Sometimes yes, but they are more of a lead conversion tool; best used for turning leads into paying clients. If you’re doing any other marketing right now, don’t stop when you get the final videos. In fact I’d maybe even increase it; as the videos will multiply the return on that. for example if you’re doing PPC, use the videos with that, and you’ll get more people getting in touch, more people signing up, and a reduced cost per click from Google.
Lead generation is getting people to show a mild to strong interest in your work. Lead conversion is getting people who have shown an interest, to sign up with you.
Yes, but keep in mind that if you want to work with bigger companies, you should be looking to get testimonial videos made with clients who are not one man bands. They don’t have to be at the same precise level, but they shouldn’t be more than a few rungs down. The closer they are, the more confidence your ideal clients will have.
Not until they’ve at least seen big changes in their business and life. Think of it like mining, you only start digging when you know there’s gold in the mountain. If you’re a coach / mentor / advisor that wants to put out the message that you help with business growth, then a great result in this area is a must. Otherwise it’s not a good spend of your money. This could take 3-12 months depending both on the client and the nature of your work with them. It may be that they’ve done a 3 month program with you, had great results, and you need to get their feedback before they vanish and forget how much you helped them. But if they’re going to be working with you for 6 months or more, then I’d wait until at least then before we do a testimonial with them.
Not at all. Whilst I show my clients all the free ways they can squeeze more ROI from their videos, this would in fact be the best time to increase their other marketing efforts, paid or otherwise. Because now all these leads they are chasing are more likely to convert, if shown the videos.
Yes we can and do suggest this if you want to position yourself in the champagne rather than wine market; it helps show prospects that you deal with real clients, who have real businesses. It also helps prove what kind of clients they are, so that when they talk about their factory, viewers will find it easier to trust that they have one. Photos prove the point, video footage does the same and keeps the viewers hooked for longer. I can either use what you have already or arrange for new visuals to be gathered.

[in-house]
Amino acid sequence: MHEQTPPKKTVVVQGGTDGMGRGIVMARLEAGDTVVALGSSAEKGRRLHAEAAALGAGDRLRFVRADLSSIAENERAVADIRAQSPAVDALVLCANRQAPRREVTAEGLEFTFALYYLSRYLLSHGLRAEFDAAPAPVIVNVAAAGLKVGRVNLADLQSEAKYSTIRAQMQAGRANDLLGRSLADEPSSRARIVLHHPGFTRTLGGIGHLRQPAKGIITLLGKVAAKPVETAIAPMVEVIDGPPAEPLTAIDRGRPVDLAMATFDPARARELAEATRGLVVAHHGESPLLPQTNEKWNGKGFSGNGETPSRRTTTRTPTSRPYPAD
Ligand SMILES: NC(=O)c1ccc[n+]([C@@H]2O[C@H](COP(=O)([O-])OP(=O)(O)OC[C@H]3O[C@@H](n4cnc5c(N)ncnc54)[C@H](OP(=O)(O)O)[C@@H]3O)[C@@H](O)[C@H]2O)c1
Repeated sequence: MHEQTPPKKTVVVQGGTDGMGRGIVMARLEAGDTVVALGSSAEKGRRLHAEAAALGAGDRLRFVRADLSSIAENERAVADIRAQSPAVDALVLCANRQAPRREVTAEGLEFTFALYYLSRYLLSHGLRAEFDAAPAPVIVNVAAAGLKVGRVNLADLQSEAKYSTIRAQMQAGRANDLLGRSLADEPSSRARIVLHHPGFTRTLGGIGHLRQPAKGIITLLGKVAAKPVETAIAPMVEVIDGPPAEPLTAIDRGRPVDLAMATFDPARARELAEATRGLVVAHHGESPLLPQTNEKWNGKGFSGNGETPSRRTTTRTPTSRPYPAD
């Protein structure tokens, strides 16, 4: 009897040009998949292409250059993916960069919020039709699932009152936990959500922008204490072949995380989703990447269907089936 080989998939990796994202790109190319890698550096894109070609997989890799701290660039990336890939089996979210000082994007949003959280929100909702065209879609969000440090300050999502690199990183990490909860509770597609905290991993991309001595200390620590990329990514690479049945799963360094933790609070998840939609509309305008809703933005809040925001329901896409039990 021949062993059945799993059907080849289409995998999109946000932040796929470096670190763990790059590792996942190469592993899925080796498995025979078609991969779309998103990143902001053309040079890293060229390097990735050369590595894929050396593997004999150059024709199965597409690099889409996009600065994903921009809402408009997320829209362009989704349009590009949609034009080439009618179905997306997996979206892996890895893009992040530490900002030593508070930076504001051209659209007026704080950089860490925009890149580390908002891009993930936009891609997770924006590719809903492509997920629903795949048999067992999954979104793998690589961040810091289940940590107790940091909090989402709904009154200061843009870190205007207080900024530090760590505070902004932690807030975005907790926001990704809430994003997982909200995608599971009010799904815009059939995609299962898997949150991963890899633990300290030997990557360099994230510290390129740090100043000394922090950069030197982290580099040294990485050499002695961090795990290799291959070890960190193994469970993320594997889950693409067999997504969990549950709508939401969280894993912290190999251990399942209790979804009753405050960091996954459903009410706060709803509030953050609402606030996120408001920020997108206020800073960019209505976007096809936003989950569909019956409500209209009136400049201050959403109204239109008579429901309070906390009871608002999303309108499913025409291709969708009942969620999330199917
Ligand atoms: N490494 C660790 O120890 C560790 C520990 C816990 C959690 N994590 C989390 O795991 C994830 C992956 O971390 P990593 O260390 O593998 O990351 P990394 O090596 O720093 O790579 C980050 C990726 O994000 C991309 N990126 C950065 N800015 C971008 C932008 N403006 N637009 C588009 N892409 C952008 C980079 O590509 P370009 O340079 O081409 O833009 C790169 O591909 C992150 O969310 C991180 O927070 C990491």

No, and this is a good thing. As a coach you will have a way of doing things, that will suit some people and not others. Alot of this we can tell from the seeing the kind of people you have worked with, and what they think of your methods. Working with the wrong people would not be a good thing, and seeing feedback from your clients will help attract the right kind of people for your business, and put off the wrong ones.
No. When something feels scripted to a viewer, they are less likely to believe it.
No. I get the true essence of what clients think of you without manipulating them. People feel most at ease talking in their own way; try to lead them and they will find it harder to both think of good feedback, and appear honest on camera.
Around 30-45 minutes, depending on how much story there is to tell, how much the client has to say, and how long they feel able to talk. On some rare occasions a client will talk quite alot about almost anything other than the answer to a question, and rather than push them into making them say something that sounds forced, I find better feedback comes from being patient and asking about the same thing from another point of view.
I ask them precise questions about the impact your help has made on their business and lives. Knowing what you want feedback on makes it far easier for clients to get across the value of your work.
We will have a chat before filming where I can find out the client’s story, which will help frame many of the questions they are asked.
No as this will often lead to the client over thinking their answers, which will come across to viewers as less open, heartfelt, and true.
Before filming even starts, I will make sure the client knows that they are not expected to perform or sell you on camera, and the only thing I hope to get from them is their honest opinion. I’ll also take the time to build a friendly rapport with them, so that they don’t feel like a witness before the judge.
I always tell them that this is great, because viewers will find that easier to believe than someone who oozes charisma on camera. They’ll also be in the comfort of their own home without a big camera or mic in their face; which is far less scary.
It’s best to focus on client’s that:
A) You have done a decent amount of work with, rather than a tiny one off sale.
B) Are the kind of people you want more business from, (eg high paying and easy to work with)
C) Have seen a big impact from you on their life / business.
D) Are grateful to you for this impact.
E) Have been consistent